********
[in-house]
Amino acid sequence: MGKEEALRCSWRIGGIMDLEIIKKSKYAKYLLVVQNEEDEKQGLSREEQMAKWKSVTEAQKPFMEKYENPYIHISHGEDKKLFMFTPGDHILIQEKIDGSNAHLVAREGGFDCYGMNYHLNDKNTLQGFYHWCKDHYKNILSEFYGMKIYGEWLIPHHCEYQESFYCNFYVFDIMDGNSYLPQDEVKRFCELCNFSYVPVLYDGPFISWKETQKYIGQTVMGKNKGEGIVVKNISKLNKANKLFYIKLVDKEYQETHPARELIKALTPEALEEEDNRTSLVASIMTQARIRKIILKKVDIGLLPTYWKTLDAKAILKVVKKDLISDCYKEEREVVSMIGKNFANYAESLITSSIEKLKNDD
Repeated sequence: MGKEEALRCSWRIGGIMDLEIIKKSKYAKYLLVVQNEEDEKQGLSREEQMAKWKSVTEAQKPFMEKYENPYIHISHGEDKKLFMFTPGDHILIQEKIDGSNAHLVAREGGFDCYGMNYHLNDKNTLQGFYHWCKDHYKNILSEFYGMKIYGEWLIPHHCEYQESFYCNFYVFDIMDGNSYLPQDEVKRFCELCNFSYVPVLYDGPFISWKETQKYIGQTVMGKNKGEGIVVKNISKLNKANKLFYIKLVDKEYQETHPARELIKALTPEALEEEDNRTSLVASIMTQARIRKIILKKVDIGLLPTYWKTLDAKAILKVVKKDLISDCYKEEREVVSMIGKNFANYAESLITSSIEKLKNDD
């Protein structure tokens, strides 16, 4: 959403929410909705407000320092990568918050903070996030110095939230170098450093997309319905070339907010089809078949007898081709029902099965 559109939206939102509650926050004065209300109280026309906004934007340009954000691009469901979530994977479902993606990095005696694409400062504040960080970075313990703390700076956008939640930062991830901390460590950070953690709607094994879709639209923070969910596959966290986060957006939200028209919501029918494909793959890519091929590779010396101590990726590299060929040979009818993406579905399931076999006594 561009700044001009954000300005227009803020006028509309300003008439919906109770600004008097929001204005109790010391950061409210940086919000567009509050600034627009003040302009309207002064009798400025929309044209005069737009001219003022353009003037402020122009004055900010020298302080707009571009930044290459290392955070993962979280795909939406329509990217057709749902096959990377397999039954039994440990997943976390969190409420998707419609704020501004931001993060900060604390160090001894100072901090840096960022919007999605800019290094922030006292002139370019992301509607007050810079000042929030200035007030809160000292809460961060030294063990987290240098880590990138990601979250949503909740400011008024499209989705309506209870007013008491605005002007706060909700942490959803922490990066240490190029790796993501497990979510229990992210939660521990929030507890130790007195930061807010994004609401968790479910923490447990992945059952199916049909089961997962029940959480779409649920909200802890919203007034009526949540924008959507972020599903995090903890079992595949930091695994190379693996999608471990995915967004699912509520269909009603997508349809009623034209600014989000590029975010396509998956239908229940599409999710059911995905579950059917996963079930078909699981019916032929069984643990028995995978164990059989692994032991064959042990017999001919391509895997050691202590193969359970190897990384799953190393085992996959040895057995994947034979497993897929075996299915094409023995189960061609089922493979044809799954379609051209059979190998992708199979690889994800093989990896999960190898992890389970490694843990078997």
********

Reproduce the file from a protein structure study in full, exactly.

[in-house]
Amino acid sequence: MGKEEALRCSWRIGGIMDLEIIKKSKYAKYLLVVQNEEDEKQGLSREEQMAKWKSVTEAQKPFMEKYENPYIHISHGEDKKLFMFTPGDHILIQEKIDGSNAHLVAREGGFDCYGMNYHLNDKNTLQGFYHWCKDHYKNILSEFYGMKIYGEWLIPHHCEYQESFYCNFYVFDIMDGNSYLPQDEVKRFCELCNFSYVPVLYDGPFISWKETQKYIGQTVMGKNKGEGIVVKNISKLNKANKLFYIKLVDKEYQETHPARELIKALTPEALEEEDNRTSLVASIMTQARIRKIILKKVDIGLLPTYWKTLDAKAILKVVKKDLISDCYKEEREVVSMIGKNFANYAESLITSSIEKLKNDD
Repeated sequence: MGKEEALRCSWRIGGIMDLEIIKKSKYAKYLLVVQNEEDEKQGLSREEQMAKWKSVTEAQKPFMEKYENPYIHISHGEDKKLFMFTPGDHILIQEKIDGSNAHLVAREGGFDCYGMNYHLNDKNTLQGFYHWCKDHYKNILSEFYGMKIYGEWLIPHHCEYQESFYCNFYVFDIMDGNSYLPQDEVKRFCELCNFSYVPVLYDGPFISWKETQKYIGQTVMGKNKGEGIVVKNISKLNKANKLFYIKLVDKEYQETHPARELIKALTPEALEEEDNRTSLVASIMTQARIRKIILKKVDIGLLPTYWKTLDAKAILKVVKKDLISDCYKEEREVVSMIGKNFANYAESLITSSIEKLKNDD
């Protein structure tokens, strides 16, 4: 959403929410909705407000320092990568918050903070996030110095939230170098450093997309319905070339907010089809078949007898081709029902099965 559109939206939102509650926050004065209300109280026309906004934007340009954000691009469901979530994977479902993606990095005696694409400062504040960080970075313990703390700076956008939640930062991830901390460590950070953690709607094994879709639209923070969910596959966290986060957006939200028209919501029918494909793959890519091929590779010396101590990726590299060929040979009818993406579905399931076999006594 561009700044001009954000300005227009803020006028509309300003008439919906109770600004008097929001204005109790010391950061409210940086919000567009509050600034627009003040302009309207002064009798400025929309044209005069737009001219003022353009003037402020122009004055900010020298302080707009571009930044290459290392955070993962979280795909939406329509990217057709749902096959990377397999039954039994440990997943976390969190409420998707419609704020501004931001993060900060604390160090001894100072901090840096960022919007999605800019290094922030006292002139370019992301509607007050810079000042929030200035007030809160000292809460961060030294063990987290240098880590990138990601979250949503909740400011008024499209989705309506209870007013008491605005002007706060909700942490959803922490990066240490190029790796993501497990979510229990992210939660521990929030507890130790007195930061807010994004609401968790479910923490447990992945059952199916049909089961997962029940959480779409649920909200802890919203007034009526949540924008959507972020599903995090903890079992595949930091695994190379693996999608471990995915967004699912509520269909009603997508349809009623034209600014989000590029975010396509998956239908229940599409999710059911995905579950059917996963079930078909699981019916032929069984643990028995995978164990059989692994032991064959042990017999001919391509895997050691202590193969359970190897990384799953190393085992996959040895057995994947034979497993897929075996299915094409023995189960061609089922493979044809799954379609051209059979190998992708199979690889994800093989990896999960190898992890389970490694843990078997």